Four months on and the share price of Visa (NYSE:V) is right back where it started following its second quarter earnings release. This seems to be a familiar story for a lot of stocks on the S&P 500 (NYSEARCA:SPY) at the moment, with little to get truly excited about. Despite this we plan to continue to top up our holdings on any dips that come our way, as ultimately we feel sure that Visa will start climbing again soon and remains a fantastic long-term investment.
So Visa beat on both the top and bottom lines yet still finds itself heading for a fairly big post-earnings decline knocking over $10 billion off its market value. This is a great opportunity to top up as far as we are concerned, as we see the share price topping $100.00 in the next two to three years.
Although the market clearly wasn't impressed with the results, we were very pleased with another strong performance from this fantastic company. Revenue increased from $3.1 billion to $3.6 billion and earnings per share topped the analyst estimate by one cent to come in at 68 cents per share.
The only real negative came from news that the Visa Europe acquisition is going to be costing more than planned ($2 billion) and European banks can switch away from Visa sooner than they would have previously. This appears to have spooked the market a little. Whilst this may be the case, there is nothing to say that European banks have any desire to move away from Visa. Also, it is worth noting that after extensive discussions with the Visa Europe team, CEO Charles W. Scharf is "confident in the value that we'll be getting and we will get the appropriate returns."
Because of this management has tweaked its revenue guidance for the full year to 7 to 8%. This is largely to be expected and still pleasing in our opinion. There are few companies the size of Visa which can boast growth levels of that magnitude. So for us, this is a company well worth being invested in for the long term.
As we have said before, although consumer spending appears to have been rather subdued so far this year, we expect consumer confidence (shown above) will start to improve due to recently reported (and unexpected) growth in wages across the United States. When consumer confidence improves we expect spending to improve with it. As payment volume increases Visa should benefit. This will of course be the same for MasterCard (NYSE:MA) which is also suffering from an after-hours decline.
We believe the rise in payWave usage will be an important factor in driving growth for the company. It is perfect for small payments that would normally be taken care of with cash and although it only earns Visa the smallest of amounts per transaction, they certainly do add up. Let's also not forget about the Costco (NASDAQ:COST) deal which should start to hit the bottom line later this year also.
Other long-term growth drivers are the much talked about Chinese market. This will be an incredibly tough market to crack, but ultimately very lucrative. Especially with the Chinese government attempting to shift itself to being a consumer-driven economy. If we thought spending was huge at the moment, in a decade things could have moved on to an even greater level.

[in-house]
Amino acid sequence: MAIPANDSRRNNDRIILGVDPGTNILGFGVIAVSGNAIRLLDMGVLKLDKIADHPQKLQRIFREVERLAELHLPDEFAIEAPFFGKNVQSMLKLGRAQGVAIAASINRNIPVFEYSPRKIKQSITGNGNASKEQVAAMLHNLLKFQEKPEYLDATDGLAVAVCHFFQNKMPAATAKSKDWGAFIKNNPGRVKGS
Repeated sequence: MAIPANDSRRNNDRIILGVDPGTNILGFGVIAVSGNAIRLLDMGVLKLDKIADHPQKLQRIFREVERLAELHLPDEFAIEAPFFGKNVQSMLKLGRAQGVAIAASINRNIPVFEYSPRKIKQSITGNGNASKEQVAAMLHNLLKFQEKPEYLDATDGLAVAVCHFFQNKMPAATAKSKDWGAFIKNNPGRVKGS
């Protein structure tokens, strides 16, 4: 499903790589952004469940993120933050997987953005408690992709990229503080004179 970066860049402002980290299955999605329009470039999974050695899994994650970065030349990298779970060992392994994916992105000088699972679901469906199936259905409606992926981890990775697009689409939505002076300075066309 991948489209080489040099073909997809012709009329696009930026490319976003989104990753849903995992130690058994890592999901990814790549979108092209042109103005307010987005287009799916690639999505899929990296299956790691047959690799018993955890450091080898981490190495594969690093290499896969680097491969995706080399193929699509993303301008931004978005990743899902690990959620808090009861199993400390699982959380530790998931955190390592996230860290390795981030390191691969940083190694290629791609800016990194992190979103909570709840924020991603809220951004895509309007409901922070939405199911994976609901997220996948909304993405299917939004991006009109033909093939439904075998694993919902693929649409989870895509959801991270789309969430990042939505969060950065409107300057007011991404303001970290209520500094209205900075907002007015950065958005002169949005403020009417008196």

But it isn't all China. The company already has a foot in India and Indonesia. These two markets are similarly lucrative opportunities. We expect it will take India some time to move away from cash. It won't be next year, it may not even be in a decade, but eventually it will happen. Indonesia's growing consumer class is expected to double between 2014 and 2020 according to Nielsen.
So there is a lot of growth ahead in our opinion, which we expect to keep the share price climbing for a while to come. Some will argue that the price-to-earnings ratio is too high, but for a quality company that keeps producing the goods year after year despite apparent softness in consumer spending, it is well worth the premium over the market average in our eyes.
As you can see above, the shares have been changing hands in between 25 and 33 times earnings for the last 18 months. We feel 30 times earnings is more than fair for Visa and would even be prepared to pay higher. But let's be conservative.
We expect a rise in consumer spending will result in earnings per share of $2.85 for the full year. At 30 times earnings this gives us a 6-month price target of $85.50, which with the shares at $77.50 in after hours trading means a return of approximately 10%. Looking further ahead we see a great FY 2017 with earnings growth in the mid-teens.
We provisionally estimate earnings of $3.30 per share for FY 2017, meaning an 18-month target price of $99.00. By FY 2018 we expect to see the share price finally break through the $100.00. Because of this we think buying and holding Visa, topping up on any sell-offs, is a great move right now.
Disclosure: I am/we are long V, MA.
I wrote this article myself, and it expresses my own opinions. I am not receiving compensation for it (other than from Seeking Alpha). I have no business relationship with any company whose stock is mentioned in this article.